(AFP) – Jun 1, 2008
WASHINGTON (AFP) — On a typical day, Joanne Senn dresses her daughters for school, feeds her cats and fish, and buckles down to start her job at 7:15 am as an IBM software marketing manager. In her kitchen.
The 46-year-old resident of Austin, Texas, says she spends about 95 percent of her work time at home, where she can consult emails, speak on conference calls with colleagues in Europe and the United States, and share ideas via instant messaging software.
"It's remarkably refreshing not to have to deal with commuting," says Senn, who avoids a daily 25-kilometer (15-mile) drive to the IBM office in Austin. "You can be more focused."
Across the United States, workers and companies are looking at telecommuting as a means to curb transportation costs in the face of record-high gasoline prices.
Some 48 percent of employers offer an option of telework at least one day a week, according to a 2007 survey by the Society for Human Resource Management, an association of company managers. Other efforts to help cope with soaring costs include four-day workweeks, help in organizing carpools and transportation subsidies, according to the group.
IBM has embraced the notion of telework and similar options since 1992, with positive results. The company says some 40 percent of its global workforce of 386,000 have an option to work from a remote location.
With technology such as virtual private networks, which allows an employee to connect securely to a company's computer network, workers can be equally productive away from the office, says Andrea Jackson, manager of worklife, flexibility and mobility programs for IBM.
"At IBM, we focus on results," she said. "With that in mind it really doesn't matter where you work. We found (a flexible work option) allows employees to be more productive."
Matthew Kazmierczak, vice president for research at the AeA (formerly known as the American Electronics Association), said high energy costs are fueling more interest in telework.
"This is win-win for the employer and the employee, and new technologies allow this to happen in a greater way than in the past," he said.
A 2006 survey by the University of Maryland and Rockbridge Associates found about two percent of US adults telecommute full time, with another nine percent telecommuting part-time.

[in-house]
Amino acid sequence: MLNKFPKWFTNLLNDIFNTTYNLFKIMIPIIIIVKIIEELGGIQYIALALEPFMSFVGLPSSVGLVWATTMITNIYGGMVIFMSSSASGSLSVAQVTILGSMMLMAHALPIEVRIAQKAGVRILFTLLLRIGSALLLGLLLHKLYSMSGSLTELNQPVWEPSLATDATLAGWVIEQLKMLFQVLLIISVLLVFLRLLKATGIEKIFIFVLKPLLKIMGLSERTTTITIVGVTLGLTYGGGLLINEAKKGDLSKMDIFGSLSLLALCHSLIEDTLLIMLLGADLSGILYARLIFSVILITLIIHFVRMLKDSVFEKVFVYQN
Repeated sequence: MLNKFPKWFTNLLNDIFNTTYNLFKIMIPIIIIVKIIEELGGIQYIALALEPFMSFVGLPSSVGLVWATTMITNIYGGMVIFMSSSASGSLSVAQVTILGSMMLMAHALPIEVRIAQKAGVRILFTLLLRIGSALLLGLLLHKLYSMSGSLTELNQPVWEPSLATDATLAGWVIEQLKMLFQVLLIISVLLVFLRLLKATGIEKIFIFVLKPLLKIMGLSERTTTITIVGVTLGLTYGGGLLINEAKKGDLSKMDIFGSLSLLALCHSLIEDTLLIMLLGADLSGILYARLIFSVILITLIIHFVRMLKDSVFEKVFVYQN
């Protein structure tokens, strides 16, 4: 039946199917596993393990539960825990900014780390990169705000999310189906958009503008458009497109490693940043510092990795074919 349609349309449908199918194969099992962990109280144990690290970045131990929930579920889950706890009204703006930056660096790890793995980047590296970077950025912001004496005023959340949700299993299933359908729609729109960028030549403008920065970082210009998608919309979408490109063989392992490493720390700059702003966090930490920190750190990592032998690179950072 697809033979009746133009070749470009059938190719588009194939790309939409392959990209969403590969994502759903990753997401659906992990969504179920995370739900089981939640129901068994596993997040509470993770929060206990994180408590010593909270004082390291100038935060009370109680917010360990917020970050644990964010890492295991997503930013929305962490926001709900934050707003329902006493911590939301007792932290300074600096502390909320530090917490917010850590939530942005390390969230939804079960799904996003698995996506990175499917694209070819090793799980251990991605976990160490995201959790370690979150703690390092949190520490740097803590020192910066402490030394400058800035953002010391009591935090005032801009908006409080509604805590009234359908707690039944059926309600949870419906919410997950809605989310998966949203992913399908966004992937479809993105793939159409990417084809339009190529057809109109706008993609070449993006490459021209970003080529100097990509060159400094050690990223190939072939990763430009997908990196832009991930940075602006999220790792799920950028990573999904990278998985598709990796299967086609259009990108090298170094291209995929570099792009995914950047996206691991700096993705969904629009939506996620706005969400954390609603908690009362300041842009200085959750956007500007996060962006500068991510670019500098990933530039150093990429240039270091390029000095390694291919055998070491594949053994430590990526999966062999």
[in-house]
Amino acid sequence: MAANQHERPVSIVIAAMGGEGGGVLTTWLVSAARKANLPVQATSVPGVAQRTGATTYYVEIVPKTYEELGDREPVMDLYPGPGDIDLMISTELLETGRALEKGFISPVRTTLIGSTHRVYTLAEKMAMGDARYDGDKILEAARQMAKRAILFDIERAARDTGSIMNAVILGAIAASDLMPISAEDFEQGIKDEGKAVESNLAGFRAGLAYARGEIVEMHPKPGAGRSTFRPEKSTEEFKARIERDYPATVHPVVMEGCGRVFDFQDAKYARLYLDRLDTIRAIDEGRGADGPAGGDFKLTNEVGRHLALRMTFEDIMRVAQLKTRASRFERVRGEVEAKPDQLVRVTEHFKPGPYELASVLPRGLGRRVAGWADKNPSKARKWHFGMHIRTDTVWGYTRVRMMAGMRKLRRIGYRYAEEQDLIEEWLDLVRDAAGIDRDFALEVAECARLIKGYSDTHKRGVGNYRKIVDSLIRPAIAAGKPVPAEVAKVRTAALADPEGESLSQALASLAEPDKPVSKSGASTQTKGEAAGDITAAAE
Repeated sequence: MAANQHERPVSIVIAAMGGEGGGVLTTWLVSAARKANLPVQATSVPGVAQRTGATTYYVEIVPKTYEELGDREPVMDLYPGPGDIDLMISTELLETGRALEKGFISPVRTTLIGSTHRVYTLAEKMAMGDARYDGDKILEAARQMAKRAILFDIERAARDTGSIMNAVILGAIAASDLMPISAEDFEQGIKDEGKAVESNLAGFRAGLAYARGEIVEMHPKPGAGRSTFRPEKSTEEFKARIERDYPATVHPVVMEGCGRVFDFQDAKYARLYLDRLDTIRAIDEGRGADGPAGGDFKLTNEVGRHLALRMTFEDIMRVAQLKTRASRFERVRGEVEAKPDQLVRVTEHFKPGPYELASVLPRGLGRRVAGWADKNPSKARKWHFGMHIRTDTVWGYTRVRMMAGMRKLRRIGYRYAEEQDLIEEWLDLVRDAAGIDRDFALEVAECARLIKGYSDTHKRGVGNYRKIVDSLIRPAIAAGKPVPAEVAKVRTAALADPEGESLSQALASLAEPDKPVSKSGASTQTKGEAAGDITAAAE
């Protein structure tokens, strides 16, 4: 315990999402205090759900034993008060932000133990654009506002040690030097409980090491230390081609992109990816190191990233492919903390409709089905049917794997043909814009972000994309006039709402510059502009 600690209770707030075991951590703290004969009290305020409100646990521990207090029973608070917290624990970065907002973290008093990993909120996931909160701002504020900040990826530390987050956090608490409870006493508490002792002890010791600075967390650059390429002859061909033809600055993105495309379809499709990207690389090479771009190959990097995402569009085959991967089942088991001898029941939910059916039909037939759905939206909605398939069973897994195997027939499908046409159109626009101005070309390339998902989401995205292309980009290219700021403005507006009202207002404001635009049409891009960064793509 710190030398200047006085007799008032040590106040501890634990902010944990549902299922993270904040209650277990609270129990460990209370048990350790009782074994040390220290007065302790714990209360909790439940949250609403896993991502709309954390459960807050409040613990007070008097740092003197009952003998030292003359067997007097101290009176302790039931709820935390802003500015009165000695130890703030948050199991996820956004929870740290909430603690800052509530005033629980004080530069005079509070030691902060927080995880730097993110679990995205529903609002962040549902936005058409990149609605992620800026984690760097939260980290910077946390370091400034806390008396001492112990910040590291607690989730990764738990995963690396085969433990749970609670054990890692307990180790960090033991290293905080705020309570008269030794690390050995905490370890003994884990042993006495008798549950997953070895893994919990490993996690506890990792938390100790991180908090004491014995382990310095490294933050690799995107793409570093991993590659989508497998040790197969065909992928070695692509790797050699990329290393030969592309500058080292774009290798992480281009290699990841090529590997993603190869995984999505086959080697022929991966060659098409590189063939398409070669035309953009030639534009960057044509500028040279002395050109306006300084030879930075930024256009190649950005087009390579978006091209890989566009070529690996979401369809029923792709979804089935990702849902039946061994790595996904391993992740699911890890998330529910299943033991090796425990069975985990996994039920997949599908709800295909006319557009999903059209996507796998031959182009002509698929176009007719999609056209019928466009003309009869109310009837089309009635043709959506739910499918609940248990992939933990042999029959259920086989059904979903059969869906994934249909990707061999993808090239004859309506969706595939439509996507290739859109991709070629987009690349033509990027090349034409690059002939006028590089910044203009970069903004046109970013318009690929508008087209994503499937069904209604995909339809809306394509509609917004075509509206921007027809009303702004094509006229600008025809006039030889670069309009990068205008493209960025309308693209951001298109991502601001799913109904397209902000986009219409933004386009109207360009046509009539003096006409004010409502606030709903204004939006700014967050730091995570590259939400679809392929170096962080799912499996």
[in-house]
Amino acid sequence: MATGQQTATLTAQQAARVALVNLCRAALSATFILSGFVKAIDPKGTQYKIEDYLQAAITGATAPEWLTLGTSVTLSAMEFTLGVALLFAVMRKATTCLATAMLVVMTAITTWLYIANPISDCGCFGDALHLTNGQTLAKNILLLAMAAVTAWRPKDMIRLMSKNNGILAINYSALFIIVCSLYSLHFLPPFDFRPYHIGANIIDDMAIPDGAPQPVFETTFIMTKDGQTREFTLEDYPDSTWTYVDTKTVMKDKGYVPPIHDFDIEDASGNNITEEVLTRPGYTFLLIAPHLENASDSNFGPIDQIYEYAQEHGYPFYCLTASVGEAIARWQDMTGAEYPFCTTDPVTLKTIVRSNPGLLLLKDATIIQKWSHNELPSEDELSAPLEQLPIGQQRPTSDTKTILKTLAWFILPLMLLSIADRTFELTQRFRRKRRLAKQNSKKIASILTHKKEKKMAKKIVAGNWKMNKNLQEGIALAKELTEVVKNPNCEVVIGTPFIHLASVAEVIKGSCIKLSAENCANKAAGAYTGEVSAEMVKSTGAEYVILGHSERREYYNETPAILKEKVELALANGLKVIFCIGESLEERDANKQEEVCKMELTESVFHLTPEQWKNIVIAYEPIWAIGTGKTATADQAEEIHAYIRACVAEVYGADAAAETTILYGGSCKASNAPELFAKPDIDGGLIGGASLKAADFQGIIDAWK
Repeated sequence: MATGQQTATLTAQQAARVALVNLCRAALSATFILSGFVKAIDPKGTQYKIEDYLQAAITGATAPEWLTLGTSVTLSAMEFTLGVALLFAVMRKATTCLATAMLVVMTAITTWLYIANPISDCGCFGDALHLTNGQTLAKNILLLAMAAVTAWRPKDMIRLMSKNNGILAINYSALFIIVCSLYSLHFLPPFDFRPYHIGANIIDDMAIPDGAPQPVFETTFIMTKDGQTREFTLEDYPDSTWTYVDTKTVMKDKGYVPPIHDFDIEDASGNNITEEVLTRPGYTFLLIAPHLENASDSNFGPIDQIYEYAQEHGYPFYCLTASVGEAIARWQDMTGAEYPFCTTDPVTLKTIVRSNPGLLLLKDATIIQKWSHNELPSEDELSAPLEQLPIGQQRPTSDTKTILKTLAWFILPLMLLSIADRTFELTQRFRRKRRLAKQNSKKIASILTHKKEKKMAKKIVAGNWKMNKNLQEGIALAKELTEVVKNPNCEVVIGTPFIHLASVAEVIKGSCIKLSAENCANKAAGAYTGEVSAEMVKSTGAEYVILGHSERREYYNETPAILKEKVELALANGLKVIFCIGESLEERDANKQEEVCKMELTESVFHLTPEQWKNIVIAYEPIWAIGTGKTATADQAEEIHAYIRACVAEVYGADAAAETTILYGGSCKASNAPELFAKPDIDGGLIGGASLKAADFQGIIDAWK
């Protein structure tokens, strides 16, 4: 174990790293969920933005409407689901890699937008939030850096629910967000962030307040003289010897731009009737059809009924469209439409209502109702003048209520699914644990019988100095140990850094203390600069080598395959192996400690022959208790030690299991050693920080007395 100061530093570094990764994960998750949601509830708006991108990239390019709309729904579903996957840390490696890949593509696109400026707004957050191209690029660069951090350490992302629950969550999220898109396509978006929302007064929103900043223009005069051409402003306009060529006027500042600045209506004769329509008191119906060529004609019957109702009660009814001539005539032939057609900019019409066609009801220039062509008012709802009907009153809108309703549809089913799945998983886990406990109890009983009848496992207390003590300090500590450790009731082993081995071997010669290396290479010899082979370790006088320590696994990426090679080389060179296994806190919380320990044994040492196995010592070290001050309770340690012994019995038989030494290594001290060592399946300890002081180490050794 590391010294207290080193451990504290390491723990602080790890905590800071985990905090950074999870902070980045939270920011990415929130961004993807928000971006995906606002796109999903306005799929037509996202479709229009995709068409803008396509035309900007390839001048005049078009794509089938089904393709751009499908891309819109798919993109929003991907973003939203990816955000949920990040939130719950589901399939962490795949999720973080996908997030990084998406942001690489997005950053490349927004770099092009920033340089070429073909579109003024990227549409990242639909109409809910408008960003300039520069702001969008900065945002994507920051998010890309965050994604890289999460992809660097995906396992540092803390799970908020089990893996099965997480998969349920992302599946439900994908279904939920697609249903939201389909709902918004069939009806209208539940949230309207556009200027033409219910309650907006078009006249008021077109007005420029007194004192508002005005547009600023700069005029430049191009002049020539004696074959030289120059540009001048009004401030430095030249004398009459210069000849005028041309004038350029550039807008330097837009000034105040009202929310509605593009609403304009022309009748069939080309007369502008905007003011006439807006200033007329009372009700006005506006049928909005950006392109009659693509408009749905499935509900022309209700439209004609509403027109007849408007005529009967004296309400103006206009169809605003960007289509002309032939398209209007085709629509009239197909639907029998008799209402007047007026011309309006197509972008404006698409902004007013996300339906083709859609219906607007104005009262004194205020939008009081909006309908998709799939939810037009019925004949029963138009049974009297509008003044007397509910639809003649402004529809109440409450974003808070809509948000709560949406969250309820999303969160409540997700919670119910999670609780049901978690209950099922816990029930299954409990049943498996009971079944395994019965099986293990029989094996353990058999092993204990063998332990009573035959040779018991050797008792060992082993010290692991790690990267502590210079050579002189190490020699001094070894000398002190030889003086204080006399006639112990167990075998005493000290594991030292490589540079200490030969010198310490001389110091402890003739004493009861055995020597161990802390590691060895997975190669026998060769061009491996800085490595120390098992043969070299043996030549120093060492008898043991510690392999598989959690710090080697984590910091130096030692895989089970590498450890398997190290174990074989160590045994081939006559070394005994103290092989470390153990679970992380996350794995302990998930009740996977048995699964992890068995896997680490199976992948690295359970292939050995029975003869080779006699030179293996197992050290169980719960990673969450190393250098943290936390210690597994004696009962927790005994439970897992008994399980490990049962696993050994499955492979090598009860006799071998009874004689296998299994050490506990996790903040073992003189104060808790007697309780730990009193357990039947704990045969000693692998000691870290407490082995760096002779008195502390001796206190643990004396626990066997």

But it also indicated that the potential for telecommuting could apply to 25 percent of the workforce and that if everyone who could took full advantage of telecommuting, the savings would be at least 3.9 billion dollars.
Charles Colby, president of Rockbridge, said the savings would be even greater now with higher gasoline costs, but that it remains unclear how many people will use telecommuting.
"We may find that people still go to their workplace, but instead opt for solutions such as carpooling or high-mileage vehicles," he said.
Jack Heacock, senior vice president at the Telework Coalition, a group promoting telecommuting, said the practice is moving beyond traditional areas such as call centers to other industries, even in manufacturing, where technology and service workers may be able to perform tasks from home.
"In the last six months we have been getting an increased number of calls from heavy industries looking at what they can do for their employees," Heacock said.
Heacock said that even though technology exists to allow many workers to telecommute, employers are often reluctant.
"Most employers staunchly believe it is imperative to get to the workplace," he said.
Additionally, he says employers fear complaints or lawsuits from employees if the benefit is not applied equally.
"The employer doesn't want to have to choose between one employee and another," he said. "Policies have to be well thought through and equitable."
Despite the advantages, some point out the downside to telecommuting -- a lack of contact with other employees and workplace friction.
"Telecommuting may be the best solution, but it is going to be a tough sell when business conditions are as weak as they are now," said John Challenger of the consulting firm Challenger Gray & Christmas.
"In a slowdown, managers want all their workers on the front line. As a worker, it is also a bad time to be away from the office. Even if your productivity is equal to or better than that of those in the office, the lack of face-time with your supervisors puts you at a distinct disadvantage," said Challenger.
Timothy Golden, a professor at Rensselaer Polytechnic Institute, said the plans offer "very positive things for the teleworkers themselves," but also can lead to resentment from others who may get stuck with additional tasks. Thus, he says telework must be carefully managed.
"A lot of work today is knowledge generation, it's collaborative, so it's essential for employees to work in teams to be effective together," he said.
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